By Ana Mulero
Special to The Sentinel
ROCKVILLE – On Nov. 19, The Montgomery County Council passed an economic development resolution and enacted a legislative instrument for the county government to address issues of racial equity and social justice.
Montgomery County Council President Nancy Navarro drove the efforts behind both legislative measures, known as the new county Economic Development Platform and the Racial Equity and Social Justice Act. The former is a strategic framework intended to position the county in terms of economic development better, whereas the enacted bill is aimed at dismantling structural barriers that have led to disparities underpinned by the rooted history of the county.
The new economic development resolution interfaces with the new bill in that racial equity and social justice are “also an economic issue because we are losing so much through the fact that there are still so many disparities that rob the potential of many in our county,” Navarro argued.
The council passed the resolution unanimously.
The focus of the new platform, introduced on Nov. 12 with County Executive Marc Elrich, is four-fold. It includes housing, transportation, workforce development and business development. Each pillar puts forth guiding principles.
The guiding principle of the housing quadrant looks to increase affordable housing. It states that the council will strive to meet the housing targets that the Metropolitan Washington Council of Governments recommends, with an emphasis on the construction of additional affordable housing.
Under transportation, the council will prioritize funding to increase ridership in non-automobile transportation modes, activate the county’s economic centers and enhance current road systems to decrease commute times.
For business development, the guiding principle states that the council will invest in opportunities that can help decrease the cost of doing business in the county, promote its business and business climate, facilitate the attraction and retention of strategic industries and expand entrepreneurial programs and services to create businesses.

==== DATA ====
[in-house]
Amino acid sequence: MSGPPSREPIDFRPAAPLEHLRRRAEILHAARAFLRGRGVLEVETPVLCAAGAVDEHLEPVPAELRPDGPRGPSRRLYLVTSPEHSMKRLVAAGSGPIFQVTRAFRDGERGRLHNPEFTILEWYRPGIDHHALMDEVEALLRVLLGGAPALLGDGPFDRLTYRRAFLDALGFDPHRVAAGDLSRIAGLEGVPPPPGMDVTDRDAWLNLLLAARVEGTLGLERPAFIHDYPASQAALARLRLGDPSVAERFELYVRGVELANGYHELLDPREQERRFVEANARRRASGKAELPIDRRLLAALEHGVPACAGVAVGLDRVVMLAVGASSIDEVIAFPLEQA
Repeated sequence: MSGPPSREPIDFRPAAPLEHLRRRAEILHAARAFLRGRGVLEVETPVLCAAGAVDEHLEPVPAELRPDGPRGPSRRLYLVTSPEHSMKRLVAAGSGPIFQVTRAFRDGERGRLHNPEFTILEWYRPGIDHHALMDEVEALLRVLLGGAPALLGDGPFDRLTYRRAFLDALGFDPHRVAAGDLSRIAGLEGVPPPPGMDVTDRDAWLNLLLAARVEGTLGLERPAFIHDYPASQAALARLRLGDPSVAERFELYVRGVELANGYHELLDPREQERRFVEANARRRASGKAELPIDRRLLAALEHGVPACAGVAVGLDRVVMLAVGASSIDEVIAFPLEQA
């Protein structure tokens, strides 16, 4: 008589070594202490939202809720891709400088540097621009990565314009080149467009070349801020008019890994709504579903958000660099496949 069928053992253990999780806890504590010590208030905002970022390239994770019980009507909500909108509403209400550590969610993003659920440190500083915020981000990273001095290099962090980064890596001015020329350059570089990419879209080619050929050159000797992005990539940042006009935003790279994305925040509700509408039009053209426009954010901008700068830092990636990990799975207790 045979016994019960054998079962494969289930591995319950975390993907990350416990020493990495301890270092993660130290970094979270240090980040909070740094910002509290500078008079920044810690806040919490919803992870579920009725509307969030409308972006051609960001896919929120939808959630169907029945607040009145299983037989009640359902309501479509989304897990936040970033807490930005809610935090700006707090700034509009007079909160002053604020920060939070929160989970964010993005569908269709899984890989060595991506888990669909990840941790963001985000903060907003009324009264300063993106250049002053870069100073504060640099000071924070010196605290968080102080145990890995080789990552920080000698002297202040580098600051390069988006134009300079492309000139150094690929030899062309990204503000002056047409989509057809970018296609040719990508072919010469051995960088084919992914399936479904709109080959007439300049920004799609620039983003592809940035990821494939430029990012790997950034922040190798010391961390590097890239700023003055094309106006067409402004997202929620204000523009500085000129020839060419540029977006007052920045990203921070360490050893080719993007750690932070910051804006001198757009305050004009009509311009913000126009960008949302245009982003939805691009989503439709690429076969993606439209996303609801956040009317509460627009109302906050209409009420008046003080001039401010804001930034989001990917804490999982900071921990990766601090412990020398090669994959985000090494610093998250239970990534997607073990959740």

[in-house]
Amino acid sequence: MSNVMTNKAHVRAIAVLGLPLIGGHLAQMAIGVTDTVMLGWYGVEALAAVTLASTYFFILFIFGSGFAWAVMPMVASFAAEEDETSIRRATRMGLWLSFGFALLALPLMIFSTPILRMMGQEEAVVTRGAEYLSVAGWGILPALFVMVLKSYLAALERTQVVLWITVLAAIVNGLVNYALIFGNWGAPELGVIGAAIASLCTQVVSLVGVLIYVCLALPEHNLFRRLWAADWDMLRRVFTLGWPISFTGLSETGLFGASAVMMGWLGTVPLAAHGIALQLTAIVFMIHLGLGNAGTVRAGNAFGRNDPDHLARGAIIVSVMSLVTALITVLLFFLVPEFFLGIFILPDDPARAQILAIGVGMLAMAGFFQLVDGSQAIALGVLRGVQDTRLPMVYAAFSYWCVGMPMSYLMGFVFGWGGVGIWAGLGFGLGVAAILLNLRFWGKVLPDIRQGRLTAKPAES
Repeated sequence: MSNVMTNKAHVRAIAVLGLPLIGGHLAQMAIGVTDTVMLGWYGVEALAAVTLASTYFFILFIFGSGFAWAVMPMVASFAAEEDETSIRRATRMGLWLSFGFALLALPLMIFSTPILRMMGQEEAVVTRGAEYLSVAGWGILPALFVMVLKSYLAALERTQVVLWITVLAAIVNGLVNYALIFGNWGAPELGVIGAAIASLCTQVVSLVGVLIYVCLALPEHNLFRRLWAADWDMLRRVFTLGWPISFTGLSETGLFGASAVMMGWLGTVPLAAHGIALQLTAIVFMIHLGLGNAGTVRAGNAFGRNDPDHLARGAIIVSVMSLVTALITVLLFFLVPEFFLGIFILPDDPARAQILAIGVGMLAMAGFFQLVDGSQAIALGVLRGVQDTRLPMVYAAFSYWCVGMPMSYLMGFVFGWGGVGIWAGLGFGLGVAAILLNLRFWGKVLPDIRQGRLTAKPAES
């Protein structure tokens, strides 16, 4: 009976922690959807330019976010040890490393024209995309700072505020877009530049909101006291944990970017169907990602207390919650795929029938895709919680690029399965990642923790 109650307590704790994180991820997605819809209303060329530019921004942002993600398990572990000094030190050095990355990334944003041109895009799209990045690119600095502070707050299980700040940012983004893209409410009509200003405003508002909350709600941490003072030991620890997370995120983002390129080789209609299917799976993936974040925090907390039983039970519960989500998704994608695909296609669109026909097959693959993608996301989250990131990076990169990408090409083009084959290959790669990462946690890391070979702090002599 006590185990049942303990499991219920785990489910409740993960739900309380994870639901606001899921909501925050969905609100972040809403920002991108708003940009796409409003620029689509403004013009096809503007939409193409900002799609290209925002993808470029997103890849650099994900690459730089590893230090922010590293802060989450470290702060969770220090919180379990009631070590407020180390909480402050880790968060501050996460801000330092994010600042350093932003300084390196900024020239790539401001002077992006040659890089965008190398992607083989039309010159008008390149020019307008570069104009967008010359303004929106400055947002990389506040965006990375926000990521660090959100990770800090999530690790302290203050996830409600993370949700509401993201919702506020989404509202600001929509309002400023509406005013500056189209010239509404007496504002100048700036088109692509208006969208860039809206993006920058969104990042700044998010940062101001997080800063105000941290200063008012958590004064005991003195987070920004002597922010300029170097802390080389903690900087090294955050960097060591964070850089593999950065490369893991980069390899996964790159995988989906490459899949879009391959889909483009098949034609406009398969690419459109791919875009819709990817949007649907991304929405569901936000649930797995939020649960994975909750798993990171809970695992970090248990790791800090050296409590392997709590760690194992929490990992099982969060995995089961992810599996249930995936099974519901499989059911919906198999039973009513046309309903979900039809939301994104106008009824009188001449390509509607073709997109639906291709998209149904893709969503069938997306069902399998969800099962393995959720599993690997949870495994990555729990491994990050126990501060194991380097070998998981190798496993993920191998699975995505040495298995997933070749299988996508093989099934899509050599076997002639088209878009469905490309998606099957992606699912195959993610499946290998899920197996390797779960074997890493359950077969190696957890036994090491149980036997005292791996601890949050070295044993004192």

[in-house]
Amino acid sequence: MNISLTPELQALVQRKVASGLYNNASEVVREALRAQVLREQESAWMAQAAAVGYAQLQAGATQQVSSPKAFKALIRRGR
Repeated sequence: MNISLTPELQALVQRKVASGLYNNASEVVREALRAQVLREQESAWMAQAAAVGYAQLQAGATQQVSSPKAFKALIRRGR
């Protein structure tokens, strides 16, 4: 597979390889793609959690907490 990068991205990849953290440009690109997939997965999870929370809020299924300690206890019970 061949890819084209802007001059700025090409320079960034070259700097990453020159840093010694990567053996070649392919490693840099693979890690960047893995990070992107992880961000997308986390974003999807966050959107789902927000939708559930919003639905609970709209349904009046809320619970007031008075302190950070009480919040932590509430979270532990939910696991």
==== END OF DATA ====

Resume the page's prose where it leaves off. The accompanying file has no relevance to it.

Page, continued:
The guiding principle as it relates to workforce development states that the “council will expand the workforce development delivery structure to meet the needs of the county’s businesses and residents across the entire workforce development continuum,” said Navarro.
“By that, we mean that we will prioritize all of the different industry needs, as well as our workforce needs and the needs of our residents, from technical or certificate kinds of jobs all the way to post-doc jobs,” Navarro said.
The council’s committees will report an action plan for each pillar by February 11, 2020. Navarro noted these documents would capture everything that current and past councils and executives have done to identify barriers, gaps or best practices thus and achieve the desired outcomes.
Afterward, the council unanimously enacted the Racial Equity and Social Justice Act, with certain amendments approved to provisions such as those on the definition of the term “social justice.”
With an annual budget of $375,860, the bill will establish a new Office of Racial Equity and Social Justice in the executive branch and create a program on racial equity and social justice.
A new Office of Racial Equity and Social Justice Advisory Committee and its duties will be established under the bill, also. The committee will be comprised of eight public members, with a new $2,000 annual stipend, and seven members representing the county department or agencies.
The bill, which was co-sponsored by all nine members of the county council, charges each department in the county government with developing racial equity and social justice action plan of their own. Councilmember Will Jawando also stressed the need for continued accountability.
“The offices that will be setting up the staff that we’ll be hiring are going to need the continued engagement and support and pushing of the advocacy community and residents at large,” Jawando said.
The enactment of the new bill comes after the council held events, which began in March, with members of the community on issues of racial equity and social justice. The three community conversations saw more than 10,000 people in participation and provided a snapshot of the community to develop a toolkit for many other discussions to take place subsequently.
Navarro noted that the bill is an instrument that can allow local government to have data and better address disparities among racial groups both legislatively and via budgetary decisions.
Councilmember Gabe Albornoz, who previously served as director of the Department of Recreation, pointed to when Title 1 schools, institutions impacted by poverty that receive customized support through grants, retained previously allocated funds for afterschool programs while not adding more funding for more affluent schools as an example of the difficult budgetary decisions that the council officials made during the 2008-2009 recession.
The decision to retain the funding for schools with higher concentrations of low-income students was made because “it was the right thing to do,” Albornoz said, noting that future councils and executives can now take into account the new bill when making budgetary decisions of this kind.
The action will also impact “civic participation in political campaigns because it will not be enough to say we care about diversity,” Navarro said. “We will have to make sure the candidates articulate exactly how they are going to address these issues,” she added.